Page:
Here is an example: Florida contracts contain a clause that provides for the seller to deliver condo docs to the buyer within 3 days of the fully executed contract, and for the buyer to have three days to review, during which time the buyer can cancel the contract if something in the condo docs gives them pause. Suppose the seller does NOT deliver the condo docs in time. Let's say they deliver them 3 weeks late. The buyer never asks for them. The seller finally gives them to the buyer, and the buyer says "I am going to cancel." When asked why, they buyer says "because I have 3 days from when you deliver the docs to me." WWJD.... if there is nothing in the docs that would affect the buyer - nothing that caused concern or impacted the value of the condo, it is unlikely that the buyer woudl be able to use the three day rule to cancel, as they did not attempt to
enforce the provision of the contract in the first place.

Ultimately, if the buyer is trying to get out of the contract, you may have to sue for performance, and it may not be worth the effort. If the buyer's deposit is being held by the Realtor, you may be able to make your case before FREC in an escrow dispute, but your Realtor would be the one to discuss that with. You did use a Realtor, right???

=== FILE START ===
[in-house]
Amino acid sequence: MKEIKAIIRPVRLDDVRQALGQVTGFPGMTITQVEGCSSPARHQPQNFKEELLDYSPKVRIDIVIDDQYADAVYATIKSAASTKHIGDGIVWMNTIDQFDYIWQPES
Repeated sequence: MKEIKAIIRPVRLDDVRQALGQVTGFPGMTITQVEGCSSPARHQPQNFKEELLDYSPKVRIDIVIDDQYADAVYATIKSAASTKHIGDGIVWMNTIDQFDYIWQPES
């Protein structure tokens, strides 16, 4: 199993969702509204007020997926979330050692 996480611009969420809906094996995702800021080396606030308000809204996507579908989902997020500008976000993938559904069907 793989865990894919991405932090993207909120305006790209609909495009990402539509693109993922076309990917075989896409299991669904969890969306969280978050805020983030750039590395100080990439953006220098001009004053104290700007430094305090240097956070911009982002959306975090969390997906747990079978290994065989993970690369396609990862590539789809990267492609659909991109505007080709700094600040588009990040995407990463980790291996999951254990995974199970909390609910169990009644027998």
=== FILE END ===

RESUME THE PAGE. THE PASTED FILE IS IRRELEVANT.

Web Reference: http://www.myriamsHomes.com
0 votes Thank Flag Link Sat Oct 15, 2011
Standart contract? Far or Far/bar was used?
if an offer is not signed by buyer is not an offer.
If the offer is signed by buyer and seller is a contract.
If there is a counter offer from seller (still an offer and you have 48 hrs to response the counter offer)
At the time the buyer present the offer there is a period of time you should put in the blank space, if there is not a date or specifict amount of days, they can go back to you after few months and response your offer.
Fi after months they have missing signatures and one of the parties wants to walk away is free to do so, Since you are right there is not contract.
But you should contact your lawyer and find out a legal advise prior to continue the dispute.
Web Reference: http://www.soldbuyrent.com
0 votes Thank Flag Link Fri Oct 14, 2011